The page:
Half a century ago, the United States workforce was widely recognized as the best educated in the industrialized world. Today, studies show, it is found to be among the least.
As bachelors in education students across the U.S. study and train to fill the gaps and work to resurrect the quality of education in our country, the National Conference of State Legislatures (NCSL) is also determined to answer the question: How do we make our education system truly better?
In search of an answer, a bipartisan group of over two-dozen state lawmakers and legislative staffers recently embarked on an 18-month journey to study some of the world’s top-performing school systems, including Finland, Hong Kong, Japan, Ontario, Poland, Shanghai, Singapore and Taiwan.
Last month the group released a report of their final analysis called No Time to Lose: How to Build a World-Class Education System State by State, and just as the title says, they waste no time getting to the heart of the matter.
“The bad news is most state education systems are falling dangerously behind the world in a number of international comparisons and on our own National Assessment of Educational Progress, leaving the United States overwhelmingly underprepared to succeed in the 21st century economy,” the report states.
“Pockets of improvement in a few districts or states is not enough to retain our country’s global competitiveness.”
A few of the key takeaways include:
- Early education is essential. We discussed this concept in a recent blog, along with the fact that up to 54 percent of U.S. children were not attending preschool in recent years. The NCSL report shows that a common factor in top-performing school systems is the great investment they make in early education. Ontario schools, for example, offer free, full-day kindergarten to both four and five year olds.
- Teacher training and peer collaboration. In these top-performing countries teachers work together, counseling and training one another, constantly observing, evaluating and improving their practices. According to the report, a large percentage of teachers’ time in these countries is spent working in teams with other teachers to develop and improve lessons as well as observing and critiquing one another’s classes. This team teaching model, as well as the practice of observation for the purpose of improvement is instilled in bachelors of education students early on in the William Woods student teaching program, and will be a practice they can carry with them into their career.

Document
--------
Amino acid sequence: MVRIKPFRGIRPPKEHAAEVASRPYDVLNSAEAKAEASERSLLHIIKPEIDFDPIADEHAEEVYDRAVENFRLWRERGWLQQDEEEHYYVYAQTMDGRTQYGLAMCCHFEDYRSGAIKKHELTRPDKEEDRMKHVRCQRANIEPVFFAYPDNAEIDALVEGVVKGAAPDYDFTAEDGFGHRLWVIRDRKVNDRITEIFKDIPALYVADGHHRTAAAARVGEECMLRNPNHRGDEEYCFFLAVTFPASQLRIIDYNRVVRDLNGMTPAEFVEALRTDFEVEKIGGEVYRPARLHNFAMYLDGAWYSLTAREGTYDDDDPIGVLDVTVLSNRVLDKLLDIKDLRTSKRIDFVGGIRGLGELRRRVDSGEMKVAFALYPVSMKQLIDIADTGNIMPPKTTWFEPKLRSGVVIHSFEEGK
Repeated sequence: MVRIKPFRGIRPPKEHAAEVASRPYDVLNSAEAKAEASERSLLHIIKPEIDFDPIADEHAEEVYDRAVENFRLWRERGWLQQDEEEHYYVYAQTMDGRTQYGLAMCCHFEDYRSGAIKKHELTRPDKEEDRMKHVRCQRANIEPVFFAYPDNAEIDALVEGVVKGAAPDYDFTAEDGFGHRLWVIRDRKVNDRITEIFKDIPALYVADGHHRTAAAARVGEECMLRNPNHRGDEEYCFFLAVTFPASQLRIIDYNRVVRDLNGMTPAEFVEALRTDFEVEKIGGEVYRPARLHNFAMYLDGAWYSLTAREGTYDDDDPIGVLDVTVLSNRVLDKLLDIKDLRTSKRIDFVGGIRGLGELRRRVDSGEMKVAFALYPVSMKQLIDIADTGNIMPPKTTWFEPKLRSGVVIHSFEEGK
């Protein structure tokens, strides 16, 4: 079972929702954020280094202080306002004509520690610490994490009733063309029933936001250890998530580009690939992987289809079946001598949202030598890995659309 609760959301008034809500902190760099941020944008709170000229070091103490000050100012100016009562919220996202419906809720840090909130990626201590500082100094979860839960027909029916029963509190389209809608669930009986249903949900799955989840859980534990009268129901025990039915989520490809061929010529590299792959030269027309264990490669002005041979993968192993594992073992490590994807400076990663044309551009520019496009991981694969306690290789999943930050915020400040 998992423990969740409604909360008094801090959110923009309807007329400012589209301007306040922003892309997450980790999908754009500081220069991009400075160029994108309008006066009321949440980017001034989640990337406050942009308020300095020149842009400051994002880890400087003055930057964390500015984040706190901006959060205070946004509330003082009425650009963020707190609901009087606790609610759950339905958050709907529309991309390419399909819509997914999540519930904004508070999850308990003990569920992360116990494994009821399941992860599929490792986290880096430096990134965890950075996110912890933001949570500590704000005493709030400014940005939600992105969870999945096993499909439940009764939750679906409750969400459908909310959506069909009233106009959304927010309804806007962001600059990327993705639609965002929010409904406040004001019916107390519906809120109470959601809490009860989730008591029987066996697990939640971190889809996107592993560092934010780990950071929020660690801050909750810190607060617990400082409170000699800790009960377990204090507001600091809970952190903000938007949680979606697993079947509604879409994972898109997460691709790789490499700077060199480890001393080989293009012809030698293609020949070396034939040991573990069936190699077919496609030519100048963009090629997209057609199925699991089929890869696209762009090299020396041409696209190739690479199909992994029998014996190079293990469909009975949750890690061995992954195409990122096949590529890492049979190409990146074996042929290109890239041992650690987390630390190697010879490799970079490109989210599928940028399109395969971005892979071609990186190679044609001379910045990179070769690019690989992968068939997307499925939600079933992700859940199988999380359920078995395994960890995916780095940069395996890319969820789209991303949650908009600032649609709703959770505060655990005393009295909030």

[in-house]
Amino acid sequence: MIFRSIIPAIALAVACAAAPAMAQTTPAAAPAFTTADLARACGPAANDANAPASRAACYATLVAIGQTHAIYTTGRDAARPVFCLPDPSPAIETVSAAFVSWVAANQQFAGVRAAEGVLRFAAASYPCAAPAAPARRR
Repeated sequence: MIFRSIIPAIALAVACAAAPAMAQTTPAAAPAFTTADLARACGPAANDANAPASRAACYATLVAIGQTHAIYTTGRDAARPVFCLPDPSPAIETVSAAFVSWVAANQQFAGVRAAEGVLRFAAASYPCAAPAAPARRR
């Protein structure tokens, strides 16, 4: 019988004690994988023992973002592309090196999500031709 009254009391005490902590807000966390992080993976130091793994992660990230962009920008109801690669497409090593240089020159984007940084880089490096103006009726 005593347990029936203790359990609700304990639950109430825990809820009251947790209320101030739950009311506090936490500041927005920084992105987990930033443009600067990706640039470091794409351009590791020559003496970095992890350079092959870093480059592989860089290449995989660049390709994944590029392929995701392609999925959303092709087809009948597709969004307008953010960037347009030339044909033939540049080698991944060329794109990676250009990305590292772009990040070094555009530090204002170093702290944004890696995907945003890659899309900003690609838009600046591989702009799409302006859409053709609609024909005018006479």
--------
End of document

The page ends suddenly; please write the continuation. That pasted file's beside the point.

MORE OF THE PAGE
- Place the right teachers in the right schools. The report goes on to say that beyond simply preparing our future teachers and continuing to foster growth in current teachers, we must place the most prepared and most qualified of those in the schools that need them most.
“Once students in top-performing countries are in school, those who struggle receive extra help… More teachers are typically allocated to such schools, with the best teachers serving in the most challenged ones,” the report explains. “Inversely, American students from the wealthiest communities are most likely to get the best teachers and the finest facilities.”